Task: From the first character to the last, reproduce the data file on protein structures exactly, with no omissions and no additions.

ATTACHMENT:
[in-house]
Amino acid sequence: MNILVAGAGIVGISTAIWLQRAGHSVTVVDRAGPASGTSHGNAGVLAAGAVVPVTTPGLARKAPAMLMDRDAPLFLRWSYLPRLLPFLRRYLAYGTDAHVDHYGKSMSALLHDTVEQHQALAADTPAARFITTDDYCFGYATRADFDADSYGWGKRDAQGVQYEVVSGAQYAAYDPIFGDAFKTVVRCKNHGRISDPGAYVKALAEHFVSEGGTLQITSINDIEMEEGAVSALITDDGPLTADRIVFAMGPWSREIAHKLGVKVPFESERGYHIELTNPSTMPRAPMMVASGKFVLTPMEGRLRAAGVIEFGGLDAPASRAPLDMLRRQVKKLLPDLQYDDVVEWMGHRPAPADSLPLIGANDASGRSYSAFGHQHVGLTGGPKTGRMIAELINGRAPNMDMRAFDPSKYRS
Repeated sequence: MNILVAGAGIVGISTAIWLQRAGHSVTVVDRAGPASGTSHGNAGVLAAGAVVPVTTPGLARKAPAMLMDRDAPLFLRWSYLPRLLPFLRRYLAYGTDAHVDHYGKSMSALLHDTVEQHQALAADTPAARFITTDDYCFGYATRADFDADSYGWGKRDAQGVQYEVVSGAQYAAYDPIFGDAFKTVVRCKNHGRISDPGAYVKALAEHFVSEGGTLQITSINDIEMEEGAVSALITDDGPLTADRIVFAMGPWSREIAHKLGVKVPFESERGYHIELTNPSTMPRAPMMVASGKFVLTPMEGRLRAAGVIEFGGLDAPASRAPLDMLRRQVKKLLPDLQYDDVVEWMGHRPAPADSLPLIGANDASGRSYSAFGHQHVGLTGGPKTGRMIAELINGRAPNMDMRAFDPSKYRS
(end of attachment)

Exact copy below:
[in-house]
Amino acid sequence: MNILVAGAGIVGISTAIWLQRAGHSVTVVDRAGPASGTSHGNAGVLAAGAVVPVTTPGLARKAPAMLMDRDAPLFLRWSYLPRLLPFLRRYLAYGTDAHVDHYGKSMSALLHDTVEQHQALAADTPAARFITTDDYCFGYATRADFDADSYGWGKRDAQGVQYEVVSGAQYAAYDPIFGDAFKTVVRCKNHGRISDPGAYVKALAEHFVSEGGTLQITSINDIEMEEGAVSALITDDGPLTADRIVFAMGPWSREIAHKLGVKVPFESERGYHIELTNPSTMPRAPMMVASGKFVLTPMEGRLRAAGVIEFGGLDAPASRAPLDMLRRQVKKLLPDLQYDDVVEWMGHRPAPADSLPLIGANDASGRSYSAFGHQHVGLTGGPKTGRMIAELINGRAPNMDMRAFDPSKYRS
Repeated sequence: MNILVAGAGIVGISTAIWLQRAGHSVTVVDRAGPASGTSHGNAGVLAAGAVVPVTTPGLARKAPAMLMDRDAPLFLRWSYLPRLLPFLRRYLAYGTDAHVDHYGKSMSALLHDTVEQHQALAADTPAARFITTDDYCFGYATRADFDADSYGWGKRDAQGVQYEVVSGAQYAAYDPIFGDAFKTVVRCKNHGRISDPGAYVKALAEHFVSEGGTLQITSINDIEMEEGAVSALITDDGPLTADRIVFAMGPWSREIAHKLGVKVPFESERGYHIELTNPSTMPRAPMMVASGKFVLTPMEGRLRAAGVIEFGGLDAPASRAPLDMLRRQVKKLLPDLQYDDVVEWMGHRPAPADSLPLIGANDASGRSYSAFGHQHVGLTGGPKTGRMIAELINGRAPNMDMRAFDPSKYRS